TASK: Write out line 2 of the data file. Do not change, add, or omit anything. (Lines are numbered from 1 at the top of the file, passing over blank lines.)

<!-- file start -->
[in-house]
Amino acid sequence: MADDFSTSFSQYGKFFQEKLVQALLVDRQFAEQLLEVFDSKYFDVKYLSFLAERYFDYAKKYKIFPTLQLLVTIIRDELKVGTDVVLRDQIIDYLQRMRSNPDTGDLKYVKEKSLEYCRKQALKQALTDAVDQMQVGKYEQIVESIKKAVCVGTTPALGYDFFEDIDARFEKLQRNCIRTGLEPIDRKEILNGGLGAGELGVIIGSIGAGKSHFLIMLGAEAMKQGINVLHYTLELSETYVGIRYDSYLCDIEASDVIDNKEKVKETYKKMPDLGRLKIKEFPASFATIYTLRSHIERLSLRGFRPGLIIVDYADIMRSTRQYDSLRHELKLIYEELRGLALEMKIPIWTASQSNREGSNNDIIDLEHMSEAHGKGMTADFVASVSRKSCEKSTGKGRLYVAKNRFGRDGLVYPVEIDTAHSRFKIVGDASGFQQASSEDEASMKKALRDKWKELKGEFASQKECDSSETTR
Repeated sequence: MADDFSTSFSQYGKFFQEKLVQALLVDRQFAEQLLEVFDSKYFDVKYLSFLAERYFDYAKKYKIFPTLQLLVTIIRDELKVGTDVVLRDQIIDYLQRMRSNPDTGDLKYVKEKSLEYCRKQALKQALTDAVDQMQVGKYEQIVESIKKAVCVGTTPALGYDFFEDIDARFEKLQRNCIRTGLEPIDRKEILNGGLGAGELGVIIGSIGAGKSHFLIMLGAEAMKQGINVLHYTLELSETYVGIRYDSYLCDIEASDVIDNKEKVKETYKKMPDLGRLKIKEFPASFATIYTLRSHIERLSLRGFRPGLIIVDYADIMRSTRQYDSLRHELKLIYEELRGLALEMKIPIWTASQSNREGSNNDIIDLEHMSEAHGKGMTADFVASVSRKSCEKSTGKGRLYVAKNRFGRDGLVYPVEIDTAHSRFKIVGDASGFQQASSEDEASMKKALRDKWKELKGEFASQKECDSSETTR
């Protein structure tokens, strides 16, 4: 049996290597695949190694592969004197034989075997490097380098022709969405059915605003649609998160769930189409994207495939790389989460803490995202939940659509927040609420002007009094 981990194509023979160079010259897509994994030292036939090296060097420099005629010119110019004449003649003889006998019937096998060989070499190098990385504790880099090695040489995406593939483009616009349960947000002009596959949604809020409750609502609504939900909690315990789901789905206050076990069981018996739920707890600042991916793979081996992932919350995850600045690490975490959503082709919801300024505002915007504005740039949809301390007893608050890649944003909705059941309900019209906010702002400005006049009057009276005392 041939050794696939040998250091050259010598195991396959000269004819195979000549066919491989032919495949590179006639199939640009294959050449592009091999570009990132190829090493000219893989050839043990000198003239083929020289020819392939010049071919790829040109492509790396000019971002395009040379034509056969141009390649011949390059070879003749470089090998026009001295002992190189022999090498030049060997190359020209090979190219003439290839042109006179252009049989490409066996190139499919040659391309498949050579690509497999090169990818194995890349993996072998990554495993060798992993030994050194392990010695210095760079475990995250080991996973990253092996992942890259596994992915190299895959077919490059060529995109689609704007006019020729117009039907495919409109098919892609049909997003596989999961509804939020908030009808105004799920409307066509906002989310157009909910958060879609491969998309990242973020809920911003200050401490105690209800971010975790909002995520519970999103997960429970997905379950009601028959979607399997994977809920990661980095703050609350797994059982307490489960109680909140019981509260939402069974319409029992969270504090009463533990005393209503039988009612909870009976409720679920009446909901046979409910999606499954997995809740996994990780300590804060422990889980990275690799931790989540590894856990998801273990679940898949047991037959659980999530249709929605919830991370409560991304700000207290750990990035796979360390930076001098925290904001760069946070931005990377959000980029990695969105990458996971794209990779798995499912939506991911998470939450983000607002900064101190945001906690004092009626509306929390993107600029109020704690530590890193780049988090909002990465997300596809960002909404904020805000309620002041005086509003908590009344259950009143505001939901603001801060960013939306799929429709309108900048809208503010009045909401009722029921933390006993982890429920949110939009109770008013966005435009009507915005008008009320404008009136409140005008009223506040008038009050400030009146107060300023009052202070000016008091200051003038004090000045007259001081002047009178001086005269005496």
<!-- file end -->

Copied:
Amino acid sequence: MADDFSTSFSQYGKFFQEKLVQALLVDRQFAEQLLEVFDSKYFDVKYLSFLAERYFDYAKKYKIFPTLQLLVTIIRDELKVGTDVVLRDQIIDYLQRMRSNPDTGDLKYVKEKSLEYCRKQALKQALTDAVDQMQVGKYEQIVESIKKAVCVGTTPALGYDFFEDIDARFEKLQRNCIRTGLEPIDRKEILNGGLGAGELGVIIGSIGAGKSHFLIMLGAEAMKQGINVLHYTLELSETYVGIRYDSYLCDIEASDVIDNKEKVKETYKKMPDLGRLKIKEFPASFATIYTLRSHIERLSLRGFRPGLIIVDYADIMRSTRQYDSLRHELKLIYEELRGLALEMKIPIWTASQSNREGSNNDIIDLEHMSEAHGKGMTADFVASVSRKSCEKSTGKGRLYVAKNRFGRDGLVYPVEIDTAHSRFKIVGDASGFQQASSEDEASMKKALRDKWKELKGEFASQKECDSSETTR